The team also looked carefully at whether genetic relatedness drove the makeup of the saliva microbiome. When they used a measure of relatedness based on family tree relationships alone, they saw a small, but statistically significant effect. However, when they used the genetic sequence information, a more accurate measure of relatedness, the effect disappeared. In other words, a person's genetics played virtually no role in shaping their saliva microbes.

"Pedigrees do not always precisely reflect actual in terms of the amount of genome shared," says Shaw. Roberts encourages other researchers undertaking large-scale microbiome studies to use detailed human genetic sequence information rather than relying on family trees.

This study shows that environments shared during upbringing play a major role in determining what community of bacteria gets established. And knowing that the shared environment drives the microbiome, Roberts says, may gives us the ability to one day modulate it.

He points to the example of periodontitis, or gum disease, an incredibly common and often debilitating infectious disease associated with an altered microbiome. "Once we understand the members of the microbiome that are responsible for health, our everyday behavior could change to shift our microbiome favorably."

Explore further: Study links changes in oral microbiome with metabolic disease

Related Stories

Study links changes in oral microbiome with metabolic disease

March 1, 2017
A team of scientists from The Forsyth Institute and the Dasman Diabetes Institute in Kuwait have found that metabolic diseases, which are characterized by high blood pressure, high blood sugar, and obesity—leads to changes ...

Nurture trumps nature in study of oral bacteria in human twins

October 11, 2012
A new long-term study of human twins by University of Colorado Boulder researchers indicates the makeup of the population of bacteria bathing in their saliva is driven more by environmental factors than heritability.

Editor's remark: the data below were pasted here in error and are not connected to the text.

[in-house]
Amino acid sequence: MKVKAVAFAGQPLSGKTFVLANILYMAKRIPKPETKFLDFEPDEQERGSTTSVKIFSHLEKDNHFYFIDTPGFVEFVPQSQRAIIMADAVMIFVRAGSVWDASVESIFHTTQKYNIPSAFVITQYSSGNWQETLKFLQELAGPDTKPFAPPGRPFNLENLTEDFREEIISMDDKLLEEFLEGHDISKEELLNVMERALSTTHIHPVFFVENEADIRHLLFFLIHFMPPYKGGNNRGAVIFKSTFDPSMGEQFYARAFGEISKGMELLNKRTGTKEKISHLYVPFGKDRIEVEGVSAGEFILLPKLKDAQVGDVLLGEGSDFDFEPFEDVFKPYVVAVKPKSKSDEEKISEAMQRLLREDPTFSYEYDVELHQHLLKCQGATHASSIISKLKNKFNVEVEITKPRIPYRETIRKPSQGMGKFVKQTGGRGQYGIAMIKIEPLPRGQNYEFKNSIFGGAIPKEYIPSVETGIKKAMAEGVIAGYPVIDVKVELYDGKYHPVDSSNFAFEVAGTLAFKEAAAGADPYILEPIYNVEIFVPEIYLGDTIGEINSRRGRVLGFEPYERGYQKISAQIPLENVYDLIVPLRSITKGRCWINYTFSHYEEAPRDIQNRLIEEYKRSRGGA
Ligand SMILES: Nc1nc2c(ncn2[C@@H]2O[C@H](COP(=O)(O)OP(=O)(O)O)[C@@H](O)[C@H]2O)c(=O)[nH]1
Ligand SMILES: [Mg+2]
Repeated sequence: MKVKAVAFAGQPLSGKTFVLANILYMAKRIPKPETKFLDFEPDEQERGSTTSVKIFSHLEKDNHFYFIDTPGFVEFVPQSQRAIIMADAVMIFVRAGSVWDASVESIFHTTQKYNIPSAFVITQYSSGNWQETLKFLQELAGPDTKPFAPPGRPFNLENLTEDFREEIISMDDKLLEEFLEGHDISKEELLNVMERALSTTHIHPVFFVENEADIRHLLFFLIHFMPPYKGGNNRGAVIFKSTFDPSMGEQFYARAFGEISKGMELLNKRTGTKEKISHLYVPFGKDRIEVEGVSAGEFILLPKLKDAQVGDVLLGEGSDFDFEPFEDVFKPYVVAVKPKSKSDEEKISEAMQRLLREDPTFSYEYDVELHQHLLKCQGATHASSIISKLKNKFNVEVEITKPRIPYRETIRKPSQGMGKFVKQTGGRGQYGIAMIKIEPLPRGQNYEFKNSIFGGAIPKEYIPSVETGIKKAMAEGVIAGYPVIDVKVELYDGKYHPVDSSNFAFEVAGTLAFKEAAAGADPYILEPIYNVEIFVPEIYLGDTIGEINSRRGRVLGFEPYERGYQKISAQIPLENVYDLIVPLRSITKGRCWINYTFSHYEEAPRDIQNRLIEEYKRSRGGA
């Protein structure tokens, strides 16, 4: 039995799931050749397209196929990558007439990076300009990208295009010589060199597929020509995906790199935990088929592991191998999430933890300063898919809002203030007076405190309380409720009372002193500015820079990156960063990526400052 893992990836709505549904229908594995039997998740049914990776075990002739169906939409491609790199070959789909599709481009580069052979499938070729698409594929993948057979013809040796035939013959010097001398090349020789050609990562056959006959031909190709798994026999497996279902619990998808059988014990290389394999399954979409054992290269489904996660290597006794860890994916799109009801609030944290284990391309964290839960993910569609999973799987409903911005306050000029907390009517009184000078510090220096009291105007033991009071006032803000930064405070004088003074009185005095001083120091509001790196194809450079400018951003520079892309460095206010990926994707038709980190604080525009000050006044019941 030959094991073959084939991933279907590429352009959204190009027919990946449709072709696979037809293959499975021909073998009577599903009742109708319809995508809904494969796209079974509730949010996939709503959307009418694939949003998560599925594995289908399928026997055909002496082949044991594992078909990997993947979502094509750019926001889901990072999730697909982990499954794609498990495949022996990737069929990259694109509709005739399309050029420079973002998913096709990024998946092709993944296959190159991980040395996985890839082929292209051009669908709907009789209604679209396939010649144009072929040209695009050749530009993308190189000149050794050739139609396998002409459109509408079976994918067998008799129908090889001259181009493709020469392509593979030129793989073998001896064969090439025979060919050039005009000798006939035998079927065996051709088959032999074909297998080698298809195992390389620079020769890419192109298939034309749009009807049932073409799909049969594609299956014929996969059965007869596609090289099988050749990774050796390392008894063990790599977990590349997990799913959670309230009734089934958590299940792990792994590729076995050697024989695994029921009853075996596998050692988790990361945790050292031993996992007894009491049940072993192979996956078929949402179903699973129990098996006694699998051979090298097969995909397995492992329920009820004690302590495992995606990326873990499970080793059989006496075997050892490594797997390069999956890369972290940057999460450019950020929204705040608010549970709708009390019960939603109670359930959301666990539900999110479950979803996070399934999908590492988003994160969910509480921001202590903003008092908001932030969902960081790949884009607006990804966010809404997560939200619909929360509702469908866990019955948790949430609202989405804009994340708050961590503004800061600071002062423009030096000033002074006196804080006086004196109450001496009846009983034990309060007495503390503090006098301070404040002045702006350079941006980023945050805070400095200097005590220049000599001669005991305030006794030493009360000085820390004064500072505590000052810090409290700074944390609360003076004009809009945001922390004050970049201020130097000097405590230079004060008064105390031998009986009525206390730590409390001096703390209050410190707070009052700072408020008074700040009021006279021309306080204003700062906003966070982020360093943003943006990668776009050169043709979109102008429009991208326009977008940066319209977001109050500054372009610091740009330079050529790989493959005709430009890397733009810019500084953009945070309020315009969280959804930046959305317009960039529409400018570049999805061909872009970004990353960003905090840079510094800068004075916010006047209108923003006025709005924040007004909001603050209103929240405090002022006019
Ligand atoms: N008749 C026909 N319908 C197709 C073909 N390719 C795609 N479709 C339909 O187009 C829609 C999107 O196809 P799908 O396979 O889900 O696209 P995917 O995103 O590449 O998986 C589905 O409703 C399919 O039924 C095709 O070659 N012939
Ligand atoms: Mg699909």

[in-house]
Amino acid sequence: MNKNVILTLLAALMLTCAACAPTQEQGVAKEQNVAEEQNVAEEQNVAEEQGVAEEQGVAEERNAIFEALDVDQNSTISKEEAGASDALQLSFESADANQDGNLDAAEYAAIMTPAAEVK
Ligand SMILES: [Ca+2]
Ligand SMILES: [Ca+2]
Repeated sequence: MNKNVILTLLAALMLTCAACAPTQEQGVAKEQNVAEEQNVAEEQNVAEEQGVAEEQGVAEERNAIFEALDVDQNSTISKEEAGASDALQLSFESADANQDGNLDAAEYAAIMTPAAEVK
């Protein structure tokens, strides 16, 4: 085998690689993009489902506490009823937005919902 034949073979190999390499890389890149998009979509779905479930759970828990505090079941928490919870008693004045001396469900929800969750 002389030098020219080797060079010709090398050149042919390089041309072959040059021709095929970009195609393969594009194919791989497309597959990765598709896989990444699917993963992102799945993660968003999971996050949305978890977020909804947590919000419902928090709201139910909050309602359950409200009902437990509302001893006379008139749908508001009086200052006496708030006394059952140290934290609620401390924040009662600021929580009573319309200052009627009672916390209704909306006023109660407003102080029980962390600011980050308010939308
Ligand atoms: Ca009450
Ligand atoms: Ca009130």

Recommended for you

Researchers discover link between gene variation and language

April 18, 2018
What shapes the basic features of a language?

Gene therapy for beta-thalassemia safe, effective in people

April 18, 2018
In a powerful example of bench-to-bedside science showing how observations made in the lab can spark life-altering therapies in clinic, an international team of clinician-investigators has announced that gene therapy for ...

Natural selection still at work in humans

April 18, 2018
Evolution has shaped the human race, with University of Queensland researchers finding signatures of natural selection in the genome that influence traits associated with fertility and heart function.

Potential lines of attack against prostate cancer

April 17, 2018
Researchers from The University of East Anglia (UEA) have contributed to the world's largest study into genes that drive prostate cancer – identifying 80 molecular weaknesses that could be targeted by drugs to treat the ...

Depression study pinpoints genes that may trigger the condition

April 16, 2018
Nearly 80 genes that could be linked to depression have been discovered by scientists.

Enigmatic gene critical for a healthy brain

April 16, 2018
New research has shown how an unusual gene is needed for brain development in young mice.

0 comments

Please sign in to add a comment. Registration is free, and takes less than a minute. Read more

Click here to reset your password.
Sign in to get notified via email when new comments are made.